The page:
Recently, a topic that’s been trending in the workforce is workplace flexibility. Various forms of workplace flexibility are being explored in research studies, public policy changes, and broad business strategies.
What is Workplace Flexibility?
The Sloan Center on Aging and Working at Boston College provides a commonly-accepted definition for workplace flexibility: “Flexibility is about an employee and an employer making changes to when, where and how a person will work to better meet individual and business needs. Flexibility enables both individual and business needs to be met through making changes to the time (when), location (where) and manner (how) in which an employee works. Flexibility should be mutually beneficial to both the employer and employee and result in superior outcomes.”
Types of Workplace Flexibility
Source: Sloan Center
Current Status of U.S. Workplace Flexibility
According to the Sloan Center, in 2010, most U.S. workers were employed in traditional work environments, where they were expected to work a defined number of hours, with minimal control over when and where to work, and with few opportunities for time off. However, this model has evolved. A 2013 study of 500 full-time workers by the Flex+Strategy Group found that 97 percent of respondents reported having some form of work-life flexibility. Of those who had it, 55 percent said they used informal occasional flexibility, and 42 percent had a formal agreement.
However, the 2014 Families and Work Institute Survey shows that further progress in workplace flexibility is possible. Approximately 62 employers report not allowing some employees to work regular paid hours at home on a regular basis. And 60 percent report not allowing some employees to control which shifts they work.
In all private industry sectors combined, approximately one-third of employers feel that they have established options for workers to work in a flexible manner. Compared to all other sectors, retail organizations provide the greatest flexible work options. Meanwhile, in manufacturing, only one in five organizations have established options and policies that allow employees to work in a flexible manner. Some industries, such as healthcare and social services, are proactive in encouraging employees to discuss workplace flexibility with supervisors.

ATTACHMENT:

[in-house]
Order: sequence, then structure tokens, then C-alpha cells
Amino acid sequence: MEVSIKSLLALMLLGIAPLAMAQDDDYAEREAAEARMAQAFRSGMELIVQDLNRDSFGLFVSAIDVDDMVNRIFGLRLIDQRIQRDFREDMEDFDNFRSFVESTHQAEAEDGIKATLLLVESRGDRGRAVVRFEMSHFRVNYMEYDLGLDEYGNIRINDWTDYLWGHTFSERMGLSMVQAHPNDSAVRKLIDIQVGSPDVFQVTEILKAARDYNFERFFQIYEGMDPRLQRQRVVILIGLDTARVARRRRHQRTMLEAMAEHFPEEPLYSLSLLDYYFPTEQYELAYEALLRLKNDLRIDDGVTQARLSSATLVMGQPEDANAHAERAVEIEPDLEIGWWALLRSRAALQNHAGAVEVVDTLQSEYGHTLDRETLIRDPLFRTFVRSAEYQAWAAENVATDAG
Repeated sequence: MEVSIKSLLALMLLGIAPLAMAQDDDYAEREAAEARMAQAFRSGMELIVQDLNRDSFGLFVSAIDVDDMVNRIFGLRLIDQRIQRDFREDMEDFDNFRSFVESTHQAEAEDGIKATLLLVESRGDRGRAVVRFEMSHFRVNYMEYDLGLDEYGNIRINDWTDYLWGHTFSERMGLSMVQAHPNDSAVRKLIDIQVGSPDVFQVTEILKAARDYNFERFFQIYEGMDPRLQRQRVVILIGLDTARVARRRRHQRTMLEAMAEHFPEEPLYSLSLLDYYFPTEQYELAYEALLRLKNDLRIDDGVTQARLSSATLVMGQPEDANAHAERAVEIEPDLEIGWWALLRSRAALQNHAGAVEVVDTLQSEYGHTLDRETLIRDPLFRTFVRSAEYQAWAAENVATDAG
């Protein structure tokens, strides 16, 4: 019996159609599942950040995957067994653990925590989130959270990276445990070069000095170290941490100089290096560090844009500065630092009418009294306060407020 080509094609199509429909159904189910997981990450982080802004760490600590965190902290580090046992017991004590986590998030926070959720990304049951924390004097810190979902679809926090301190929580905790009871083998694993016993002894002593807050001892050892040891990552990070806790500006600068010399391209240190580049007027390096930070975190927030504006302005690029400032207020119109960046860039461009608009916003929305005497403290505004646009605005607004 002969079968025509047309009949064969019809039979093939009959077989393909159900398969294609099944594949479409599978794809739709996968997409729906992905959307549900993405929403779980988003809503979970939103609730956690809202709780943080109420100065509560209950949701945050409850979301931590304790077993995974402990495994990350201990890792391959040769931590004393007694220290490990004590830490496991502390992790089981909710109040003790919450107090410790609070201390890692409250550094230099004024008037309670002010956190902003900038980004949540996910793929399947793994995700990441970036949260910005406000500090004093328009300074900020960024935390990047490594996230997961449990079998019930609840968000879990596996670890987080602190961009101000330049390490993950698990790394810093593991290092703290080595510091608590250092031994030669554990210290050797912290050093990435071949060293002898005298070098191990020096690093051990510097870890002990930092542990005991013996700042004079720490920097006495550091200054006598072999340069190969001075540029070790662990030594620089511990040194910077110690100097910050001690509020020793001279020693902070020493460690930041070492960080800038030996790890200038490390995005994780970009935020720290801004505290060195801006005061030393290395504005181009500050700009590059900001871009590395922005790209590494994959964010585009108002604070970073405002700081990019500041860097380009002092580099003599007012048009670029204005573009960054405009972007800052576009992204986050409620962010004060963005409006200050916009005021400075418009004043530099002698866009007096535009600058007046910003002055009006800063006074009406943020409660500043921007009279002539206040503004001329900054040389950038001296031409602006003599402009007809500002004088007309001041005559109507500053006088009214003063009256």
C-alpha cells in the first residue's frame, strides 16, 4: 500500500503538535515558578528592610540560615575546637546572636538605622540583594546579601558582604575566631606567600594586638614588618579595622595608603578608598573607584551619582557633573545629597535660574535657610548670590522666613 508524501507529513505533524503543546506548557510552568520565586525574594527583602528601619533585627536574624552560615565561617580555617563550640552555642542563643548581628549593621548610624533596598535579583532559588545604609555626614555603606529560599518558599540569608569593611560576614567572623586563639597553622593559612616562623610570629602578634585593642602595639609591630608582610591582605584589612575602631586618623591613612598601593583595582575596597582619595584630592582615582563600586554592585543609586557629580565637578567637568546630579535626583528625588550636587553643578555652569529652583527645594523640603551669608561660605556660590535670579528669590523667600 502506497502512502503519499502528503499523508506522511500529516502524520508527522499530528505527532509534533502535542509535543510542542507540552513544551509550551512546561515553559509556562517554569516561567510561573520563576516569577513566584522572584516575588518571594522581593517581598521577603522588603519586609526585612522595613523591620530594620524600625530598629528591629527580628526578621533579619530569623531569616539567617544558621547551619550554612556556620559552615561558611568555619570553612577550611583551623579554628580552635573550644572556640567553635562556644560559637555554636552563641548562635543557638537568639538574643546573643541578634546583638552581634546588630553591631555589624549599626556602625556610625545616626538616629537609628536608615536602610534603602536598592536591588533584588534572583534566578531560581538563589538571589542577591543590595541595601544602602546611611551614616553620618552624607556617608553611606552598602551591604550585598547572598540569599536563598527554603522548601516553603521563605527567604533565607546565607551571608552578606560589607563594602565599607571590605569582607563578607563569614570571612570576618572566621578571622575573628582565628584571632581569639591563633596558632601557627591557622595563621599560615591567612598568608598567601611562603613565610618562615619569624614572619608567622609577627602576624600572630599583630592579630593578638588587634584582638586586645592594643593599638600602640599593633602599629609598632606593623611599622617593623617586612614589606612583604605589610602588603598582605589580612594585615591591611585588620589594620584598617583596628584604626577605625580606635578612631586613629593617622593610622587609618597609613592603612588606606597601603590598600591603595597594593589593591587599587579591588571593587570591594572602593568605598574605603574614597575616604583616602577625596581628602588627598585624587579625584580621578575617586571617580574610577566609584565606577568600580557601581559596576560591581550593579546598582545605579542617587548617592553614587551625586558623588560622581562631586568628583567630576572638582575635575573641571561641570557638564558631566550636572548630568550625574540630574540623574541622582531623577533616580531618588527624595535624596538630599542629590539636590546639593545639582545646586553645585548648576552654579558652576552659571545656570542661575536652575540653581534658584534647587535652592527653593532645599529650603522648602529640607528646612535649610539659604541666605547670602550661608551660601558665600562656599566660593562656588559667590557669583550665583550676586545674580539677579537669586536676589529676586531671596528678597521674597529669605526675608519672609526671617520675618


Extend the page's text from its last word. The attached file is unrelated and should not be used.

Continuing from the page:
“The most common industries in which we see flexible and work-from-home job listings are medical/health, customer service, computer & IT, education/training, administrative and sales.” ~Sara Sutton Fell, CEO of FlexJobs
In general, the public sector offers more flexible workplace programs than the private sector. The federal government has been a leader in initiating and implementing flexible work options in many of its agencies. Employees of the federal government in many agencies have the option of flexible scheduling, compressed workweeks, and telework.
Prevalence of Flexibility Programs, by Industry
Source: Work at Work
Due to the economic recession, many employers increased their offerings of workplace flexibility in order to reduce labor costs. These measures included increasing telecommuting, shifting employees to contract work, offering buyouts or other inducements for early retirement, and encouraging phased retirement.
Benefits of Workplace Flexibility For Employers
With an evolved environment due to technology, social and work process changes over the last decade, labor experts have been building a case for increased workplace flexibility. A 24/7 global workforce that is more diverse presents new challenges and opportunities to workforce planning and the design of the physical workplace.
Organizations are engaging growing numbers of virtual and remote workers, and these employees and contractors may define ‘workplace’ as a home office, on site with clients and colleagues, on the road, or even a local coffee shop, or shared office lease space. This transforms the traditional definition of a workplace as a single, static location such as a corporate office to a dynamic, fluid combination of physical and virtual spaces with technology as a key enabler.
Employers increasingly report that the recruitment and retention of a skilled workforce is an important challenge. Research by labor experts shows that organizations with workers who are less stressed and more committed and productive are better able to recruit and retain talent.
Top Business Reasons for Offering Flexible Work Options
Source: The Sloan Center
Studies have shown that workers with access to flexible work arrangements tend to be more satisfied, committed, and engaged with their job. This leads to increased innovation, quality, productivity, and market share. Research by the Corporate Leadership Council found a correlation between a culture of flexibility and a worker’s discretionary efforts, where flexibility has a direct impact on worker commitment. The study found that every 10 percent improvement in commitment can increase a worker’s level of discretionary effort by 6 percent and performance by 2 percent, and that highly committed employees perform at a 20 percent higher level than non-committed employees. Additionally, every 10 percent improvement in commitment can decrease an employee’s probability of departure by 9 percent.